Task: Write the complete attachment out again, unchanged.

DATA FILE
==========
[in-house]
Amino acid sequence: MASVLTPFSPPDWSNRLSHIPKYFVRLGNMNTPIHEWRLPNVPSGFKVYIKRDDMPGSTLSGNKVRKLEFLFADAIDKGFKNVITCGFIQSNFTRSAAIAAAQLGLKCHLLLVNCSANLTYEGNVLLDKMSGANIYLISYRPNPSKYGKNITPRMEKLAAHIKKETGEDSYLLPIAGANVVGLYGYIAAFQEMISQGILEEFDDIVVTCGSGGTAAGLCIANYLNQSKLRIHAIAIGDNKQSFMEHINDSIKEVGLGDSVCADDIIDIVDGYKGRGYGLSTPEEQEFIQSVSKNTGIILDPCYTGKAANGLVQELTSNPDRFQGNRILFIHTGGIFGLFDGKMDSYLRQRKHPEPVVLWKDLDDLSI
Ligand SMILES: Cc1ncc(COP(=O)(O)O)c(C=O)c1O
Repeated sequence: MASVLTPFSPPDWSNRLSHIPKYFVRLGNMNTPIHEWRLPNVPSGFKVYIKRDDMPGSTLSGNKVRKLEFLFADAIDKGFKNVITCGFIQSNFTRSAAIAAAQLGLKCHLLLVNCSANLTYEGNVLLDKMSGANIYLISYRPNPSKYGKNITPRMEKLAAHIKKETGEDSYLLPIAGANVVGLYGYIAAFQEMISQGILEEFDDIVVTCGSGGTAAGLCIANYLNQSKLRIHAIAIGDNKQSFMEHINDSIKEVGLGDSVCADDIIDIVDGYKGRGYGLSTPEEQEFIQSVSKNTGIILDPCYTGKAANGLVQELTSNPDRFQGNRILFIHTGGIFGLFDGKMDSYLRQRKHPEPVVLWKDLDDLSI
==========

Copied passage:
[in-house]
Amino acid sequence: MASVLTPFSPPDWSNRLSHIPKYFVRLGNMNTPIHEWRLPNVPSGFKVYIKRDDMPGSTLSGNKVRKLEFLFADAIDKGFKNVITCGFIQSNFTRSAAIAAAQLGLKCHLLLVNCSANLTYEGNVLLDKMSGANIYLISYRPNPSKYGKNITPRMEKLAAHIKKETGEDSYLLPIAGANVVGLYGYIAAFQEMISQGILEEFDDIVVTCGSGGTAAGLCIANYLNQSKLRIHAIAIGDNKQSFMEHINDSIKEVGLGDSVCADDIIDIVDGYKGRGYGLSTPEEQEFIQSVSKNTGIILDPCYTGKAANGLVQELTSNPDRFQGNRILFIHTGGIFGLFDGKMDSYLRQRKHPEPVVLWKDLDDLSI
Ligand SMILES: Cc1ncc(COP(=O)(O)O)c(C=O)c1O
Repeated sequence: MASVLTPFSPPDWSNRLSHIPKYFVRLGNMNTPIHEWRLPNVPSGFKVYIKRDDMPGSTLSGNKVRKLEFLFADAIDKGFKNVITCGFIQSNFTRSAAIAAAQLGLKCHLLLVNCSANLTYEGNVLLDKMSGANIYLISYRPNPSKYGKNITPRMEKLAAHIKKETGEDSYLLPIAGANVVGLYGYIAAFQEMISQGILEEFDDIVVTCGSGGTAAGLCIANYLNQSKLRIHAIAIGDNKQSFMEHINDSIKEVGLGDSVCADDIIDIVDGYKGRGYGLSTPEEQEFIQSVSKNTGIILDPCYTGKAANGLVQELTSNPDRFQGNRILFIHTGGIFGLFDGKMDSYLRQRKHPEPVVLWKDLDDLSI